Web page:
Death rate: 10.72 deaths/1,000 population (1998 est.)

Net migration rate: 1.2 migrant(s)/1,000 population (1998 est.)

Sex ratio:
at birth: 1.05 male(s)/female
under 15 years: 1.05 male(s)/female
15-64 years: 1.01 male(s)/female
65 years and over: 0.7 male(s)/female (1998 est.)

Infant mortality rate: 5.87 deaths/1,000 live births (1998 est.)

Life expectancy at birth:
total population: 77.19 years
male: 74.57 years
female: 79.96 years (1998 est.)

Total fertility rate: 1.7 children born/woman (1998 est.)

noun: Briton(s), British (collective plural)
adjective: British

Ethnic groups: English 81.5%, Scottish 9.6%, Irish 2.4%, Welsh 1.9%, Ulster 1.8%, West Indian, Indian, Pakistani, and other 2.8%

Religions: Anglican 27 million, Roman Catholic 9 million, Muslim 1 million, Presbyterian 800,000, Methodist 760,000, Sikh 400,000, Hindu 350,000, Jewish 300,000 (1991 est.)
note: the UK does not include a question on religion in its census

Languages: English, Welsh (about 26% of the population of Wales), Scottish form of Gaelic (about 60,000 in Scotland)

definition: age 15 and over has completed five or more years of schooling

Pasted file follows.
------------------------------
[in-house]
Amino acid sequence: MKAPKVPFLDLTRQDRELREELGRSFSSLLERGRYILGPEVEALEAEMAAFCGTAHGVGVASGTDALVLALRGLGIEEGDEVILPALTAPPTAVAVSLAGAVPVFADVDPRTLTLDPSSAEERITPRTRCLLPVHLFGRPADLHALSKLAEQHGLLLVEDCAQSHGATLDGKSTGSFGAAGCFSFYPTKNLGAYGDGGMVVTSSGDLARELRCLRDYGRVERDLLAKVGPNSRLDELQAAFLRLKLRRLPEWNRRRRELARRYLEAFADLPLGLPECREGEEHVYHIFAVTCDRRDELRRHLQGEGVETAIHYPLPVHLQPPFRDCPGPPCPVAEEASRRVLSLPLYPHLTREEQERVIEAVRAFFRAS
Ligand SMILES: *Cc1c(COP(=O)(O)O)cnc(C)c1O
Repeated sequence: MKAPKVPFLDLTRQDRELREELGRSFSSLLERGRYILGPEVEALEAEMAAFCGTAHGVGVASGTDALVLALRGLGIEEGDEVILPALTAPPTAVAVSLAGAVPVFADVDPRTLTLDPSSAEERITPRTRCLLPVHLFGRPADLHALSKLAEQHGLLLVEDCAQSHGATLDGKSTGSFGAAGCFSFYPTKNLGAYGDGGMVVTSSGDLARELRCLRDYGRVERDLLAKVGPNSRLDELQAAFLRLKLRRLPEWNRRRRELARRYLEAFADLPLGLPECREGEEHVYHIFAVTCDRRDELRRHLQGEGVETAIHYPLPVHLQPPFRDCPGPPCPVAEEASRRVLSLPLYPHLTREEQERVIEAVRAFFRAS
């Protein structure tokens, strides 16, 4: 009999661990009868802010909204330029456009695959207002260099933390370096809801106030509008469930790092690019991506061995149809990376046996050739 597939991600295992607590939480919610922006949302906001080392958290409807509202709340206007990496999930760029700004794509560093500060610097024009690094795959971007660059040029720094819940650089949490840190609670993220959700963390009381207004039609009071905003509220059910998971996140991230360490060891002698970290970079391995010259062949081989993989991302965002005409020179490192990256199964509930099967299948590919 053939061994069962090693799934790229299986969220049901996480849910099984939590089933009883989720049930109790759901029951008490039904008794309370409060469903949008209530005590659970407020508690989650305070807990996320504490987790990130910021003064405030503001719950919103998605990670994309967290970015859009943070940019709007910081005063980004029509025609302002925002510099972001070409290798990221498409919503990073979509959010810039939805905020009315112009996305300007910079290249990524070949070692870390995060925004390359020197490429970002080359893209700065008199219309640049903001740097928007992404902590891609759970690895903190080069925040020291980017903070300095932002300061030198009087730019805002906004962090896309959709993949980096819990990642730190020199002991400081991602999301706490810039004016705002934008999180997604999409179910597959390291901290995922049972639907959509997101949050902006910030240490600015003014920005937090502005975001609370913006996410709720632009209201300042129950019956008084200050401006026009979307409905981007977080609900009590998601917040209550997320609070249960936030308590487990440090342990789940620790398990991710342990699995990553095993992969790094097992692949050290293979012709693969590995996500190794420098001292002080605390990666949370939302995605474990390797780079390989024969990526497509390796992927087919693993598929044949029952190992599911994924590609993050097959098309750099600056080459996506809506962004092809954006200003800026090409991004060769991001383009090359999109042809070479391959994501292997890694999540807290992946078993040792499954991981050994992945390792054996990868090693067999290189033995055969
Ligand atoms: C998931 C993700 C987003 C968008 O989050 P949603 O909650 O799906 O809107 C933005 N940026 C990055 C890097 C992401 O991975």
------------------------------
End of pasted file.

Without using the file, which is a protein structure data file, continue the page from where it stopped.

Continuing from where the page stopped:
total population: 99% (1978 est.)
male: NA%
female: NA%


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Country name:
conventional long form: United Kingdom of Great Britain and Northern Ireland
conventional short form: United Kingdom
abbreviation: UK

Data code: UK

Government type: constitutional monarchy

National capital: London

Administrative divisions: 47 counties, 7 metropolitan counties, 26 districts, 9 regions, and 3 islands areas; England—39 counties, 7 metropolitan counties*; Avon, Bedford, Berkshire, Buckingham, Cambridge, Cheshire, Cleveland, Cornwall, Cumbria, Derby, Devon, Dorset, Durham, East Sussex, Essex, Gloucester, Greater London*, Greater Manchester*, Hampshire, Hereford and Worcester, Hertford, Humberside, Isle of Wight, Kent, Lancashire, Leicester, Lincoln, Merseyside*, Norfolk, Northampton, Northumberland, North Yorkshire, Nottingham, Oxford, Shropshire, Somerset, South Yorkshire*, Stafford, Suffolk, Surrey, Tyne and Wear*, Warwick, West Midlands*, West Sussex, West Yorkshire*, Wiltshire; Northern Ireland - 26 districts; Antrim, Ards, Armagh, Ballymena, Ballymoney, Banbridge, Belfast, Carrickfergus, Castlereagh, Coleraine, Cookstown, Craigavon, Down, Dungannon, Fermanagh, Larne, Limavady, Lisburn, Londonderry, Magherafelt, Moyle, Newry and Mourne, Newtownabbey, North Down, Omagh, Strabane; Scotland—9 regions, 3 islands areas*; Borders, Central, Dumfries and Galloway, Fife, Grampian, Highland, Lothian, Orkney*, Shetland*, Strathclyde, Tayside, Western Isles*; Wales—8 counties; Clwyd, Dyfed, Gwent, Gwynedd, Mid Glamorgan, Powys, South Glamorgan, West Glamorgan